As I explained in my April 1st blog, California regulators have proposed new rules that would allow payers to continue to underpay non-participating providers, while penalizing the providers who seek customary and reasonable reimbursement. The proposed rules are now open for public comment and we have supplied the following comments to California’s regulators:
“The underlying objective (“to protect enrollees from unfair billing in specified circumstances arising from the delivery of emergency services”) of the Department of Managed Care (“Department”) in proposing the addition of section 1300.71.39 to title 28 of the California Code of Regulations is laudable and important. See Initial Statement of Reasons – Definition of Unfair Billing Practices, 2008-1536, page 2 (“Statement”). Clearly, “California patients who have purchased the financial protections of health insurance must be assured that they will not be billed for services which are the financial obligation of their health plan” See Statement at 3. However, it is respectfully submitted that the most equitable and effective manner in which to realize the Department’s objective is to ensure that health care payers provide “reasonable and customary” reimbursements to providers, rather than penalizing the providers who are themselves victims of the payers’ unlawful tactics.
California’s current regulatory scheme does not adequately define “reasonable and customary” reimbursement. Of equal (or greater) importance, the present framework for resolving disputes is inadequate and denies providers the ability to obtain the “reasonable and customary” reimbursement they are entitled to receive under California law. As Governor Schwarzenegger correctly indicated in Executive Order No. S-13-06, there is a need to develop a “fair, fast, and inexpensive Independent Dispute Resolution Process to… ensure that non-contracted providers who deliver critical services without regard to a patient’s financial ability to pay are paid the reasonable and customary value for their services.” Today’s process is no more “fair,” “fast” or “inexpensive” than it was when Governor Schwarzenegger issued his executive order in 2006.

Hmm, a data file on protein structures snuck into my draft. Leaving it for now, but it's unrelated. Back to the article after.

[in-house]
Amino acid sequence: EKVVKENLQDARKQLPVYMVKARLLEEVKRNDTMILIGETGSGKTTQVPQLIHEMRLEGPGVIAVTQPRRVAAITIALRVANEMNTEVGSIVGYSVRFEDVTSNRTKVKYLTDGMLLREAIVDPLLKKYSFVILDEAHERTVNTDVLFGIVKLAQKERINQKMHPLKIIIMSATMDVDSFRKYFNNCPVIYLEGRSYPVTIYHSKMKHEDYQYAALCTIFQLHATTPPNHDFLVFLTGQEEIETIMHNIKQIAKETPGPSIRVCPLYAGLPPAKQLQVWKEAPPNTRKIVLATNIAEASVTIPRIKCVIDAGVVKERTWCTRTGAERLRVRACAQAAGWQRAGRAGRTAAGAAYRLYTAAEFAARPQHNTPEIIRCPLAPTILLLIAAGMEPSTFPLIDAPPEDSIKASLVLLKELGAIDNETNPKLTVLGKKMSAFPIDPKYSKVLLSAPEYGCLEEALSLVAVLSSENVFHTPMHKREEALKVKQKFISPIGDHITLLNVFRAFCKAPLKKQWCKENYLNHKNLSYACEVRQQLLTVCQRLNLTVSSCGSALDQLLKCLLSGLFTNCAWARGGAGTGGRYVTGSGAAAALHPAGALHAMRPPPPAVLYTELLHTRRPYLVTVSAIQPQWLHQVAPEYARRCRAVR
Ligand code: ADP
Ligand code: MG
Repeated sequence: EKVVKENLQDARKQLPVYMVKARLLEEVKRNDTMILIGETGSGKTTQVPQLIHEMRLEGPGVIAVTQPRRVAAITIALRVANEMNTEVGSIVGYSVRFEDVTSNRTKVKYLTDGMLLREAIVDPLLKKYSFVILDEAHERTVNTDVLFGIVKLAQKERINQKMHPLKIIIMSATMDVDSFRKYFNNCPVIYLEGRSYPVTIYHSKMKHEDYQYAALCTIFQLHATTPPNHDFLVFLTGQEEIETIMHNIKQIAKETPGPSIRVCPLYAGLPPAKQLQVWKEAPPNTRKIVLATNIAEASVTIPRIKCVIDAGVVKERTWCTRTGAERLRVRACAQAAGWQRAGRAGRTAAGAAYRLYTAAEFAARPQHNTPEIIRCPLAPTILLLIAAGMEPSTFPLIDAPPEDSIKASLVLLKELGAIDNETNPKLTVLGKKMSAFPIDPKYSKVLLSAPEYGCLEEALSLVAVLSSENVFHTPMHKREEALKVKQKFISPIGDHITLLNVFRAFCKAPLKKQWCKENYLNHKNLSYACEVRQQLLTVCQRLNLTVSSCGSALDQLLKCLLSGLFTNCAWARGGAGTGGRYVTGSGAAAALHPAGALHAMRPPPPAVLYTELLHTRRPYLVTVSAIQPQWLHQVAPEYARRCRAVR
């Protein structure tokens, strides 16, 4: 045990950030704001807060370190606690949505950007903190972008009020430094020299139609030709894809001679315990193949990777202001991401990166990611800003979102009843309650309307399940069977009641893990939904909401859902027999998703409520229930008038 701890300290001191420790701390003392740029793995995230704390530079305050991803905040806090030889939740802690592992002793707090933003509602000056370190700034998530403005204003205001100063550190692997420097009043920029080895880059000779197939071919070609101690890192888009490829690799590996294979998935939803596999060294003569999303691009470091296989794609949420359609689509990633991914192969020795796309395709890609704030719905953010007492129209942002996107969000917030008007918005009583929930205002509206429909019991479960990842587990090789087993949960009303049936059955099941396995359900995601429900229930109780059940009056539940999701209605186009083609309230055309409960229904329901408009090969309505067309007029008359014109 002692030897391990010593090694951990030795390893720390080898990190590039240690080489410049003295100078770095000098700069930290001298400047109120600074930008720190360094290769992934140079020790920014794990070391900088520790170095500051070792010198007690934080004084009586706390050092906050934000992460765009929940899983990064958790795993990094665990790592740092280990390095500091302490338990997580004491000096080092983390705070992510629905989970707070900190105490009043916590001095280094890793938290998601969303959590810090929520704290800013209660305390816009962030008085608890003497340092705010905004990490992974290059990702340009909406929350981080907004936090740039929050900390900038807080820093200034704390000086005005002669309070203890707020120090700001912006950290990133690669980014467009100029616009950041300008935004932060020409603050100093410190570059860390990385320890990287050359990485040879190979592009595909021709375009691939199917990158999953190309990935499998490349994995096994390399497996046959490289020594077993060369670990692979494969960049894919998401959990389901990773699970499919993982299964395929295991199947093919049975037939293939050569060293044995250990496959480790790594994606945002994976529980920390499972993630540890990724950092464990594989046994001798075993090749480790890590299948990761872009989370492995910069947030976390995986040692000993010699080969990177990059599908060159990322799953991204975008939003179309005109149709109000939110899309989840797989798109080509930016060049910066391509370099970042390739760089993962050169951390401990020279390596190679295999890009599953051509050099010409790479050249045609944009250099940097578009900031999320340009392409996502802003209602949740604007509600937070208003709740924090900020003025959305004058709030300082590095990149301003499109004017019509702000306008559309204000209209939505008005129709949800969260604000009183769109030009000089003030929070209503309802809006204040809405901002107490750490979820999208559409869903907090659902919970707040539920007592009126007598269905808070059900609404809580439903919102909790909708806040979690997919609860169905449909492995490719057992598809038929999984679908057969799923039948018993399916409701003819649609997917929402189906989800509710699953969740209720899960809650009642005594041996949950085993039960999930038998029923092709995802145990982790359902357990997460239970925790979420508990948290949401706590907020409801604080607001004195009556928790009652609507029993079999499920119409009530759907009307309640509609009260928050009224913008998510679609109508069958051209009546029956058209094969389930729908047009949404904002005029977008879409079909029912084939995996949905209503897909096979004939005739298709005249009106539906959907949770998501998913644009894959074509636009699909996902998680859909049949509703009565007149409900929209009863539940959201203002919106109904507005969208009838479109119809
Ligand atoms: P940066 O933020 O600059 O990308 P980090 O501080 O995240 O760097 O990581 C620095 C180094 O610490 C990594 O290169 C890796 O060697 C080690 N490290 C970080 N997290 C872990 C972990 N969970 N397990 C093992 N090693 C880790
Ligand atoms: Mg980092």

The New Jersey Department of Banking and Insurance (“the NJDOBI”) recently grappled with issues and regulations similar to those being addressed in the present matter. See NJDOBI A07-59. However, the NJDOBI focused on the payer’s culpability in refusing to provide “reasonable and customary” reimbursement. The NJDOBI recognized that both patients and providers are victimized when a payer refuses to provide appropriate reimbursement and thus chose to penalize the payer, not the providers who are co-victims.
It is respectfully submitted that the Department should redouble its efforts to develop a “fair, fast, and inexpensive Independent Dispute Resolution Process” and to provide (in consultation with the provider and insurance communities) more clarification regarding the nature of “reasonable and customary” reimbursement. Finally, any punitive measures should be focused on the root cause of balance billing, which is the refusal of health care payers to provide legally appropriate reimbursement.
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